Located on the southern border of Brazil along the Atlantic coast and bordered by Argentina to the west, Uruguay is an attractive prospect when it comes to teaching English in South America.
Economically, the country is in a great period of growth after a slow start to the new century, which was mainly brought on by the troubles in its larger neighbor, Argentina. The country has a temperate climate and is graced with some beautiful natural beaches and bays, along with exquisite colonial and modern architecture. To most people, Uruguay is primarily known for football, hosting and winning the inaugural FIFA World Cup in 1930 and then winning a second time in Brazil in 1950.
Visas & Qualifications
For those looking to travel to Uruguay, entry for 90 days is available on arrival for citizens of most North and South American countries, as well as European countries. For a small fee this can then be extended up to 180 days upon request. A permit is needed to work in the country, however, and this is usually looked after by the employer.
Most prospective English teachers should at least try to have a TEFL Certificate or a degree upon arrival. Like most places, experience goes a long way in Uruguay also. Also, the higher the qualifications (e.g. The IWeb TEFL Certificate Course, CELTA) and the number of years experience, the quicker the chances of landing a well paying job at a quality school. Those with a full teaching qualification from their own country along with experience will generally find it easiest to land the better positions.
Uruguay, particularly the capital Montevideo, is home to numerous international schools, which are where applicants with the highest qualifications should start.
Although it might be a good idea to email ahead and let schools know that you will be arriving, the best chance to find work comes when you are actually in the country itself. This is best done by visiting the schools in person and asking to see the head or DoS. Applicants should dress smartly in order to give an impression of professionalism and be in possession of an up to date TEFL/TESOL CV/Résumé, along with their relevant certificates and degrees. Copies of these should also be made so that they can be left with the school. If the head or DOS is unavailable, try to make an appointment or come back later, as dropping C.V.’s off with administration staff is usually of little value.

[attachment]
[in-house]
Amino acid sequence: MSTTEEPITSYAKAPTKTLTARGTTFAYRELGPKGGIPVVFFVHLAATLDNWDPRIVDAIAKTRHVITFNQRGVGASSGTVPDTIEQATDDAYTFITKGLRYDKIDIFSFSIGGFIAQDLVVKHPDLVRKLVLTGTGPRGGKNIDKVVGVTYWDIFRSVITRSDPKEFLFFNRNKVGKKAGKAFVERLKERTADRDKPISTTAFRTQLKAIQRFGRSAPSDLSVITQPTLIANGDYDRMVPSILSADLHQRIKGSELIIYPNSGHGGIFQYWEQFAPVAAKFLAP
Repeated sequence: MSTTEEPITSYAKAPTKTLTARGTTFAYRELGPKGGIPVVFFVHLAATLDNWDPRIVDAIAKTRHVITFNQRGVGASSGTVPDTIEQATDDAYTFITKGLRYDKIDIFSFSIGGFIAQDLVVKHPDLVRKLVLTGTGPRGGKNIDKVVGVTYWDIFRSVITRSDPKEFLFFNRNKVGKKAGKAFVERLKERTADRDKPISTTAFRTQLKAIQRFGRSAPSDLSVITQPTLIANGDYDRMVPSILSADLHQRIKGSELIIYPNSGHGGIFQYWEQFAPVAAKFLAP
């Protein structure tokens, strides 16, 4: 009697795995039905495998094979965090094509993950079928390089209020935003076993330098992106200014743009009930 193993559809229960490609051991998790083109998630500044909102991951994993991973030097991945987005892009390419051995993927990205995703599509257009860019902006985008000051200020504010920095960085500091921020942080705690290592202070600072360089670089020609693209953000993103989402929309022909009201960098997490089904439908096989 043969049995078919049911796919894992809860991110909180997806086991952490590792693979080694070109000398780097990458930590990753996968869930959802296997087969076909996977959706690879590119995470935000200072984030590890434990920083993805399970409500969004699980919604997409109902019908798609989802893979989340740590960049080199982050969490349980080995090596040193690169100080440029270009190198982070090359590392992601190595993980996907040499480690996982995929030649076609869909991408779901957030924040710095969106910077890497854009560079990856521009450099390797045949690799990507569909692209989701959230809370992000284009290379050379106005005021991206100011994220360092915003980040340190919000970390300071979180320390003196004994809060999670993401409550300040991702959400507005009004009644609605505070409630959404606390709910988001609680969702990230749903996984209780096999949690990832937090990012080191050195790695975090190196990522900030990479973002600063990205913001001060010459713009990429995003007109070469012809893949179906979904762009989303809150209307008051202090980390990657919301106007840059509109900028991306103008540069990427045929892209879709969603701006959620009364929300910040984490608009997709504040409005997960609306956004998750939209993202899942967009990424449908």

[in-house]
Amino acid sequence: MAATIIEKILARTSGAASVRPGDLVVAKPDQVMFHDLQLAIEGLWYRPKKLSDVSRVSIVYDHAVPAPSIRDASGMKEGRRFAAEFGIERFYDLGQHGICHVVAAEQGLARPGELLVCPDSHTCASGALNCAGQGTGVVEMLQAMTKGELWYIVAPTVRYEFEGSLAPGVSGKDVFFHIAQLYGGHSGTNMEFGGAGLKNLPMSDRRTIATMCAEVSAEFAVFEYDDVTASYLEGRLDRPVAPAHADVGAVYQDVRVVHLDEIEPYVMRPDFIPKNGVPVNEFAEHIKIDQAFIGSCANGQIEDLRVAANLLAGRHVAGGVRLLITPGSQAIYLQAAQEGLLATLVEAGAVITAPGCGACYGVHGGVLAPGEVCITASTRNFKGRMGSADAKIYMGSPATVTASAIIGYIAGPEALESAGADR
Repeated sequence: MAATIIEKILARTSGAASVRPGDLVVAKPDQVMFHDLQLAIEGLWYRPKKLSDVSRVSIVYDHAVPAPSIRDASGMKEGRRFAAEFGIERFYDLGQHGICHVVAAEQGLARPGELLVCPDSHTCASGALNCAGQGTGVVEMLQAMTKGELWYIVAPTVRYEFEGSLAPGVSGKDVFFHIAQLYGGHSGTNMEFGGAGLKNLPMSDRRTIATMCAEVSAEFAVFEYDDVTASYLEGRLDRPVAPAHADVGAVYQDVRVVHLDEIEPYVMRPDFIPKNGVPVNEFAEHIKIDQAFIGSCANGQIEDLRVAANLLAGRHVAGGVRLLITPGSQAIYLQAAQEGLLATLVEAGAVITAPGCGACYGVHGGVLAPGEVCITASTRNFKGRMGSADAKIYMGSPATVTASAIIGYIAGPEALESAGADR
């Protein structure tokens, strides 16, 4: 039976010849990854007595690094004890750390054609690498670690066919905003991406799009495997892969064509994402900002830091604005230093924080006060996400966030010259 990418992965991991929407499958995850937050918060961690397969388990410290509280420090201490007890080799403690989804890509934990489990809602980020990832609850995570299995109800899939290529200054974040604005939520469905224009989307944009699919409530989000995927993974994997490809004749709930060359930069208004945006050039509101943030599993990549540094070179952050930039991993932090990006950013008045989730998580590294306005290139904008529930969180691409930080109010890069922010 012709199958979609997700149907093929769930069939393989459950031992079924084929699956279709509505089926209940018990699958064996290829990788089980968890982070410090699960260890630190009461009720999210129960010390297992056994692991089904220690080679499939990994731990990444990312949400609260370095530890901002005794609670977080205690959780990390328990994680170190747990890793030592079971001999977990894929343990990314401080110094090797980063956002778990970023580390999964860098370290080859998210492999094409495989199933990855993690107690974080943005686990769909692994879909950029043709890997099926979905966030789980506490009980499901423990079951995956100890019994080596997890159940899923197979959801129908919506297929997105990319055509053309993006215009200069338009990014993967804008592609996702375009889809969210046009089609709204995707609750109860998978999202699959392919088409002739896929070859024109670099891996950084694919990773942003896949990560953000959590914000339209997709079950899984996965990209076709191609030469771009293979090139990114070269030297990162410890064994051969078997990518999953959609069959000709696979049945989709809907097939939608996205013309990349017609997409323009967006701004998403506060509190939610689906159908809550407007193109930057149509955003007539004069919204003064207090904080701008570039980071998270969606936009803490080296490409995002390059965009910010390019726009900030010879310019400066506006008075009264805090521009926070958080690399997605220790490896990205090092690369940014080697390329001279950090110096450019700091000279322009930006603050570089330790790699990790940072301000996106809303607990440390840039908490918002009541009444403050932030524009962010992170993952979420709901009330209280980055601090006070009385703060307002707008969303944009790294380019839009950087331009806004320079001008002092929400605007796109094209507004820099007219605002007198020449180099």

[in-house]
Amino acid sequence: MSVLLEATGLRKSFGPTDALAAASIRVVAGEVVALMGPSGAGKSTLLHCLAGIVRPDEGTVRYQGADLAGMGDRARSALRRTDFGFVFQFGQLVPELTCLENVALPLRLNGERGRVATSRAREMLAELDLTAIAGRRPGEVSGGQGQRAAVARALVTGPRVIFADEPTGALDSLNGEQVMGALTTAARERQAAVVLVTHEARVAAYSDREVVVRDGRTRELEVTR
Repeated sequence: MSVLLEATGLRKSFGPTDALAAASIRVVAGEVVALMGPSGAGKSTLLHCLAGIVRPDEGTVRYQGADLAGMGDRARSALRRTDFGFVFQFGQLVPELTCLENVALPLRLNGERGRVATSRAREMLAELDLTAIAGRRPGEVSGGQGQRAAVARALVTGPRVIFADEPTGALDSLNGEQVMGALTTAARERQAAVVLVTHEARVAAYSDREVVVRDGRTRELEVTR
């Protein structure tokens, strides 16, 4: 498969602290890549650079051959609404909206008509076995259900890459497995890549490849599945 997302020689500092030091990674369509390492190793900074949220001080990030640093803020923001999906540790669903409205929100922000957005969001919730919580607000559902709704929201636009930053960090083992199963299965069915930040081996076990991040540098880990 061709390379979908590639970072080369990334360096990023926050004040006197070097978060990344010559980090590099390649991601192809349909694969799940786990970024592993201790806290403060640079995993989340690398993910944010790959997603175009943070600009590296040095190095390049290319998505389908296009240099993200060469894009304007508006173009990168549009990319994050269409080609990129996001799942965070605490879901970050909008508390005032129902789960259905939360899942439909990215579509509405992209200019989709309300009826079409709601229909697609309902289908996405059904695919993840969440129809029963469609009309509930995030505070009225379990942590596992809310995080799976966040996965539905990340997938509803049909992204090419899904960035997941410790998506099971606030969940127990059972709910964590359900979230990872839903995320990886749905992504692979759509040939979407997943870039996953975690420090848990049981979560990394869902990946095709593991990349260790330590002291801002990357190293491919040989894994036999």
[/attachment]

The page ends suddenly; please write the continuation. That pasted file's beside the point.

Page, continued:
Pay & Conditions
Salaries in Uruguayan language schools and centers are quite low by international standards, mainly varying between $500 USD (€396, £318) and $1000 USD (€791, £636) a month on average. Greater experience or specialization in certain areas such as Business English could result in a higher income, however.
For teachers at international schools, the pay is considerably higher, reaching as high as $2500 USD (€1978, £1591) in major cities like Montevideo.
The relatively low salary is offset somewhat by the low cost of living, but English teachers should not expect to save a lot of money teaching in Uruguay if they mean to maintain a comfortable lifestyle.
Teaching hours are usually between 8.00 or 9.00 a.m. to 4.00 p.m. with a break of varying length depending on the school in the middle. Weekend work or working on call is also a strong possibility.
By all accounts, teaching in Uruguay is a real pleasure due to the open and friendly students, and those seeking a South American experience with a difference should certainly look into one of the continent’s lesser known gems.